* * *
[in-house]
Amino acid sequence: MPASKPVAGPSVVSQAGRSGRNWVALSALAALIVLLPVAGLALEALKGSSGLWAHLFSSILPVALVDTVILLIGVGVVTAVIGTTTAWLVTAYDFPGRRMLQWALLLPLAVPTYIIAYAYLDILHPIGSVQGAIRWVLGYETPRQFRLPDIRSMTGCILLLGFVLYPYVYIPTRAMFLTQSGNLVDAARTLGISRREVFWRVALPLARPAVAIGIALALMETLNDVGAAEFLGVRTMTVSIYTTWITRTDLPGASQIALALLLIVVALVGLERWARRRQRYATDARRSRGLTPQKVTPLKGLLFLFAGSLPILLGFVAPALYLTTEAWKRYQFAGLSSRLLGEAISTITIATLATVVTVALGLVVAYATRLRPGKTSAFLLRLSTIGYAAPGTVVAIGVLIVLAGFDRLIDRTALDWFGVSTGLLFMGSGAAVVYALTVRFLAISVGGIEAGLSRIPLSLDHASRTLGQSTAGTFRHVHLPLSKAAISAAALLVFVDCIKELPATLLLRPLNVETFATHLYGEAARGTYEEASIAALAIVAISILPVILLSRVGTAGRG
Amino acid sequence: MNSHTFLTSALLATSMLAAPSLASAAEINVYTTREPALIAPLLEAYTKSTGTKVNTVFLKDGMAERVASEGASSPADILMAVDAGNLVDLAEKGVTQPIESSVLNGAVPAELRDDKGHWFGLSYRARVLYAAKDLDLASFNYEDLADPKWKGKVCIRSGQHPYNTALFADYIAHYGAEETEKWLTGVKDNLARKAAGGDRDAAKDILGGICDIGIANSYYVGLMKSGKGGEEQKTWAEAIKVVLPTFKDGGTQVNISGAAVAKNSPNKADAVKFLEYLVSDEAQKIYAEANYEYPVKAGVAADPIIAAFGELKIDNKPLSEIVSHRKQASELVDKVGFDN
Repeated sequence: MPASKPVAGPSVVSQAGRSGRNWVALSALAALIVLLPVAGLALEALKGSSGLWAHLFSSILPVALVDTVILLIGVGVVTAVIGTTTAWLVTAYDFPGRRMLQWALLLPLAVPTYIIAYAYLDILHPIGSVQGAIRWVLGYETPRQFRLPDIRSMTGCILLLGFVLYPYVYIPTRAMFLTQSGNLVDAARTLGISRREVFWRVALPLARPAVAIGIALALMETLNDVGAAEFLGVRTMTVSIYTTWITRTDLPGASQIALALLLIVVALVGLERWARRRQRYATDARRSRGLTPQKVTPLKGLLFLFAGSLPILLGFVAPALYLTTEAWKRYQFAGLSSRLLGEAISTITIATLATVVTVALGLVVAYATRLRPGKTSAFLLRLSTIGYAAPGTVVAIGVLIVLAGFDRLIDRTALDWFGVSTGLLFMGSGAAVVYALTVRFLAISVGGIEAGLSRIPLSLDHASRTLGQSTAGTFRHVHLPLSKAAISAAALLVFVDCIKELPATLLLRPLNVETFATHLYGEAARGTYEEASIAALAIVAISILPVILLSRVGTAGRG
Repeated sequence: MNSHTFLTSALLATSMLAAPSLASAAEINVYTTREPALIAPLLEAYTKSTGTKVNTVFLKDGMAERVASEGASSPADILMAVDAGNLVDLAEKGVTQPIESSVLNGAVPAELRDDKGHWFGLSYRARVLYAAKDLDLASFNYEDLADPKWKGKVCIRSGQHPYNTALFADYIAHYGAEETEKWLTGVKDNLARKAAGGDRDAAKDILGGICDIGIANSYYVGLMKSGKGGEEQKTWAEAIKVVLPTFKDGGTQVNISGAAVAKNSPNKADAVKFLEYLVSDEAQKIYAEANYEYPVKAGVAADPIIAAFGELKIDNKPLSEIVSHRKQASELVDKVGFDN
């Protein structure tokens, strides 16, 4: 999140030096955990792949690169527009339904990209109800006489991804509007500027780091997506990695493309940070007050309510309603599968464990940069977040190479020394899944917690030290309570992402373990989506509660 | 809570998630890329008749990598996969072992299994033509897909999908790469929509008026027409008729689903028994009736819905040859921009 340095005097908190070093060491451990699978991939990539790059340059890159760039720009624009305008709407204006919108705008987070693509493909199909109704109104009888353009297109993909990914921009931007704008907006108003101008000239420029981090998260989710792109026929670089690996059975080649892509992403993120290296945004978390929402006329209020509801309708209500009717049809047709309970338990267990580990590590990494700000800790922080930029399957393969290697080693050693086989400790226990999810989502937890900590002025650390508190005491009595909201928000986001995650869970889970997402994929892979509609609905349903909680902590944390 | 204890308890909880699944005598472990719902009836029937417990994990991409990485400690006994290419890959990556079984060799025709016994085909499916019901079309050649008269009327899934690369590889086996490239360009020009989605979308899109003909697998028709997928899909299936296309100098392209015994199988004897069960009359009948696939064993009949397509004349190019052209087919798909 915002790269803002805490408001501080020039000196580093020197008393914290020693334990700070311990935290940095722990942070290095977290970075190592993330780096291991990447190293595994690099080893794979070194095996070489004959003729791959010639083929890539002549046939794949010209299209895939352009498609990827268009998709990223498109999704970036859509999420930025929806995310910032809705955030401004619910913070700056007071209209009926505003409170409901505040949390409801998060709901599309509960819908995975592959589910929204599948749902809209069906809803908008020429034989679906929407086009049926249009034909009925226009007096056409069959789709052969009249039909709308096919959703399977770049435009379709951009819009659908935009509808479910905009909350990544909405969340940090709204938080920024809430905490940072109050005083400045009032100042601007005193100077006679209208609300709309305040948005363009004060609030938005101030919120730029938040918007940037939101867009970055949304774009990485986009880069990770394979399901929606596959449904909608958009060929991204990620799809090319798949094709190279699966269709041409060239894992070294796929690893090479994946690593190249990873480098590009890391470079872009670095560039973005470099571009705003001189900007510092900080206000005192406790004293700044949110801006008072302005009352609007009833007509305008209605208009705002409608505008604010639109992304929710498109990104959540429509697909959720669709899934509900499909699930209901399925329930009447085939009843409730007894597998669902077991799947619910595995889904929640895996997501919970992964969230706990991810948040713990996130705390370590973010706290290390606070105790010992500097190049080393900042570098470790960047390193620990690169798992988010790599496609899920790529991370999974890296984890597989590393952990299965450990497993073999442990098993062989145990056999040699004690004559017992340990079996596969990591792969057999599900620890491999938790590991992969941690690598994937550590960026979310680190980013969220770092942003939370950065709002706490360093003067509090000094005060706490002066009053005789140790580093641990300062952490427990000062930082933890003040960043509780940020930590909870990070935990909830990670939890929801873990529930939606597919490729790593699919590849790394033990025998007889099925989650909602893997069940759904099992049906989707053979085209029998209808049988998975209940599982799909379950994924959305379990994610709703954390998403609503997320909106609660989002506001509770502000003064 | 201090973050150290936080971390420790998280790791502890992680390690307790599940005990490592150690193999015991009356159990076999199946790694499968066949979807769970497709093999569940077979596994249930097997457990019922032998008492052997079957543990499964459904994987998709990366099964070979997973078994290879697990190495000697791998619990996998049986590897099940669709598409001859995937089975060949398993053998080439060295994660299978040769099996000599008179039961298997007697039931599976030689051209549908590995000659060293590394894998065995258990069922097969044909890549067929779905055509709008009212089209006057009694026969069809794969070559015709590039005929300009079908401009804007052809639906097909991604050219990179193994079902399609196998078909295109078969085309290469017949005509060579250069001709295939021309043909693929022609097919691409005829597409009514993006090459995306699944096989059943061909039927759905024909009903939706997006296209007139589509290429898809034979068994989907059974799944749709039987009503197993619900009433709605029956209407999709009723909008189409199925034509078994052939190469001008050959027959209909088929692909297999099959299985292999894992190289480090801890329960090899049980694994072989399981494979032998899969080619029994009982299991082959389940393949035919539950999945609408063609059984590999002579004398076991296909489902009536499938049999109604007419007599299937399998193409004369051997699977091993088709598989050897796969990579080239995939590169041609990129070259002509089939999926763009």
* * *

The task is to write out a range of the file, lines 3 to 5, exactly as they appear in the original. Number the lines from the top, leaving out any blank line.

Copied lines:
Amino acid sequence: MNSHTFLTSALLATSMLAAPSLASAAEINVYTTREPALIAPLLEAYTKSTGTKVNTVFLKDGMAERVASEGASSPADILMAVDAGNLVDLAEKGVTQPIESSVLNGAVPAELRDDKGHWFGLSYRARVLYAAKDLDLASFNYEDLADPKWKGKVCIRSGQHPYNTALFADYIAHYGAEETEKWLTGVKDNLARKAAGGDRDAAKDILGGICDIGIANSYYVGLMKSGKGGEEQKTWAEAIKVVLPTFKDGGTQVNISGAAVAKNSPNKADAVKFLEYLVSDEAQKIYAEANYEYPVKAGVAADPIIAAFGELKIDNKPLSEIVSHRKQASELVDKVGFDN
Repeated sequence: MPASKPVAGPSVVSQAGRSGRNWVALSALAALIVLLPVAGLALEALKGSSGLWAHLFSSILPVALVDTVILLIGVGVVTAVIGTTTAWLVTAYDFPGRRMLQWALLLPLAVPTYIIAYAYLDILHPIGSVQGAIRWVLGYETPRQFRLPDIRSMTGCILLLGFVLYPYVYIPTRAMFLTQSGNLVDAARTLGISRREVFWRVALPLARPAVAIGIALALMETLNDVGAAEFLGVRTMTVSIYTTWITRTDLPGASQIALALLLIVVALVGLERWARRRQRYATDARRSRGLTPQKVTPLKGLLFLFAGSLPILLGFVAPALYLTTEAWKRYQFAGLSSRLLGEAISTITIATLATVVTVALGLVVAYATRLRPGKTSAFLLRLSTIGYAAPGTVVAIGVLIVLAGFDRLIDRTALDWFGVSTGLLFMGSGAAVVYALTVRFLAISVGGIEAGLSRIPLSLDHASRTLGQSTAGTFRHVHLPLSKAAISAAALLVFVDCIKELPATLLLRPLNVETFATHLYGEAARGTYEEASIAALAIVAISILPVILLSRVGTAGRG
Repeated sequence: MNSHTFLTSALLATSMLAAPSLASAAEINVYTTREPALIAPLLEAYTKSTGTKVNTVFLKDGMAERVASEGASSPADILMAVDAGNLVDLAEKGVTQPIESSVLNGAVPAELRDDKGHWFGLSYRARVLYAAKDLDLASFNYEDLADPKWKGKVCIRSGQHPYNTALFADYIAHYGAEETEKWLTGVKDNLARKAAGGDRDAAKDILGGICDIGIANSYYVGLMKSGKGGEEQKTWAEAIKVVLPTFKDGGTQVNISGAAVAKNSPNKADAVKFLEYLVSDEAQKIYAEANYEYPVKAGVAADPIIAAFGELKIDNKPLSEIVSHRKQASELVDKVGFDN